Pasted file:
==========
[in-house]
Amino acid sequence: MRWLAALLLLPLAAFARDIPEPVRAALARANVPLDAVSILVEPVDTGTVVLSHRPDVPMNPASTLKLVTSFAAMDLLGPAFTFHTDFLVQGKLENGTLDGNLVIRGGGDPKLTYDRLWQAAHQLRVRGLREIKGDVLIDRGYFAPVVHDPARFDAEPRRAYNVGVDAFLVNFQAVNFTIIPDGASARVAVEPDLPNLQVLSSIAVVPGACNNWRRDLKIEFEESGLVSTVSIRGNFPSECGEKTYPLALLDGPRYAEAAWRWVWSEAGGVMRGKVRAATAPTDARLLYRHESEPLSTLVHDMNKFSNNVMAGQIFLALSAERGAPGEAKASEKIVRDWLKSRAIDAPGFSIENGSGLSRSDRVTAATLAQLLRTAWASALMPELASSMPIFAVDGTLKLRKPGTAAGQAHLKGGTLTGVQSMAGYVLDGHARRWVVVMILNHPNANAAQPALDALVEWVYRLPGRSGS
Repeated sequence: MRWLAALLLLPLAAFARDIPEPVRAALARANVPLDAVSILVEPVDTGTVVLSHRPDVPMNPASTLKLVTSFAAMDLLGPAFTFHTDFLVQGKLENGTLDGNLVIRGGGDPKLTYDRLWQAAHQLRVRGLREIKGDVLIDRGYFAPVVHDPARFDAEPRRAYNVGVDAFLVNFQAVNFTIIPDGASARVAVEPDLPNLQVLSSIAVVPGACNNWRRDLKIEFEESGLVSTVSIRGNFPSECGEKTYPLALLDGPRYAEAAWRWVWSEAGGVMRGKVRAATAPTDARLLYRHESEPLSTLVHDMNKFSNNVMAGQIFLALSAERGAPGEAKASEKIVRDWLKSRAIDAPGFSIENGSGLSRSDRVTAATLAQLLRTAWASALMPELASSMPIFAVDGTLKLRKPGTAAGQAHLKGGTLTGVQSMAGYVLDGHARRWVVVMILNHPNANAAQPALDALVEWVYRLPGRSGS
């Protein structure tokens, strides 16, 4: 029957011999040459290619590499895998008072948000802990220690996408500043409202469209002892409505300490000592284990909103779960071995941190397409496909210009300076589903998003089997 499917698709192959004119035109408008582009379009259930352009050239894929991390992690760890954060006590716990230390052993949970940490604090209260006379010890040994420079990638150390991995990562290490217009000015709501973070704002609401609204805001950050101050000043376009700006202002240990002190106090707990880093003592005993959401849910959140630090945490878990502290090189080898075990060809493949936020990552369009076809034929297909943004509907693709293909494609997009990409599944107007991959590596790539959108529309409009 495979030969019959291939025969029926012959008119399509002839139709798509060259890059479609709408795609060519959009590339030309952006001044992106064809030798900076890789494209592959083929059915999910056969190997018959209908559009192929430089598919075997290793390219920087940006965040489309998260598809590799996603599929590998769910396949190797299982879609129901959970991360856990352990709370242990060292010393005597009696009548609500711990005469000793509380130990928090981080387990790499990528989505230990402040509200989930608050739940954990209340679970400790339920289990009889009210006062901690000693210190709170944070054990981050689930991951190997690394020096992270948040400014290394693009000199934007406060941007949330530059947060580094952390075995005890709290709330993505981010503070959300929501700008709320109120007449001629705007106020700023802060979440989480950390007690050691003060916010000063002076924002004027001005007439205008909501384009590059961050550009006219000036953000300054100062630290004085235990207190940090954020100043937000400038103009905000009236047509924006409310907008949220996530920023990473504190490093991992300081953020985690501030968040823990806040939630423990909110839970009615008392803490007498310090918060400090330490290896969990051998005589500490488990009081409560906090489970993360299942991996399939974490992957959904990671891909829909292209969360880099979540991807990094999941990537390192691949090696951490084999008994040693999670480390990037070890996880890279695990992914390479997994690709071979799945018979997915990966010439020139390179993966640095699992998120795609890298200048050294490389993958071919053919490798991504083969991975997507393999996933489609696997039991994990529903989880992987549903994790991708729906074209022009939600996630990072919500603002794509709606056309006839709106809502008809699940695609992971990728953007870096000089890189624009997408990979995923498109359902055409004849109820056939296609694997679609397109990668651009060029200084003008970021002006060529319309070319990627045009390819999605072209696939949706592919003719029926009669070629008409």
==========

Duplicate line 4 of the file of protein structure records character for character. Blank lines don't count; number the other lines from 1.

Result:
């Protein structure tokens, strides 16, 4: 029957011999040459290619590499895998008072948000802990220690996408500043409202469209002892409505300490000592284990909103779960071995941190397409496909210009300076589903998003089997 499917698709192959004119035109408008582009379009259930352009050239894929991390992690760890954060006590716990230390052993949970940490604090209260006379010890040994420079990638150390991995990562290490217009000015709501973070704002609401609204805001950050101050000043376009700006202002240990002190106090707990880093003592005993959401849910959140630090945490878990502290090189080898075990060809493949936020990552369009076809034929297909943004509907693709293909494609997009990409599944107007991959590596790539959108529309409009 495979030969019959291939025969029926012959008119399509002839139709798509060259890059479609709408795609060519959009590339030309952006001044992106064809030798900076890789494209592959083929059915999910056969190997018959209908559009192929430089598919075997290793390219920087940006965040489309998260598809590799996603599929590998769910396949190797299982879609129901959970991360856990352990709370242990060292010393005597009696009548609500711990005469000793509380130990928090981080387990790499990528989505230990402040509200989930608050739940954990209340679970400790339920289990009889009210006062901690000693210190709170944070054990981050689930991951190997690394020096992270948040400014290394693009000199934007406060941007949330530059947060580094952390075995005890709290709330993505981010503070959300929501700008709320109120007449001629705007106020700023802060979440989480950390007690050691003060916010000063002076924002004027001005007439205008909501384009590059961050550009006219000036953000300054100062630290004085235990207190940090954020100043937000400038103009905000009236047509924006409310907008949220996530920023990473504190490093991992300081953020985690501030968040823990806040939630423990909110839970009615008392803490007498310090918060400090330490290896969990051998005589500490488990009081409560906090489970993360299942991996399939974490992957959904990671891909829909292209969360880099979540991807990094999941990537390192691949090696951490084999008994040693999670480390990037070890996880890279695990992914390479997994690709071979799945018979997915990966010439020139390179993966640095699992998120795609890298200048050294490389993958071919053919490798991504083969991975997507393999996933489609696997039991994990529903989880992987549903994790991708729906074209022009939600996630990072919500603002794509709606056309006839709106809502008809699940695609992971990728953007870096000089890189624009997408990979995923498109359902055409004849109820056939296609694997679609397109990668651009060029200084003008970021002006060529319309070319990627045009390819999605072209696939949706592919003719029926009669070629008409």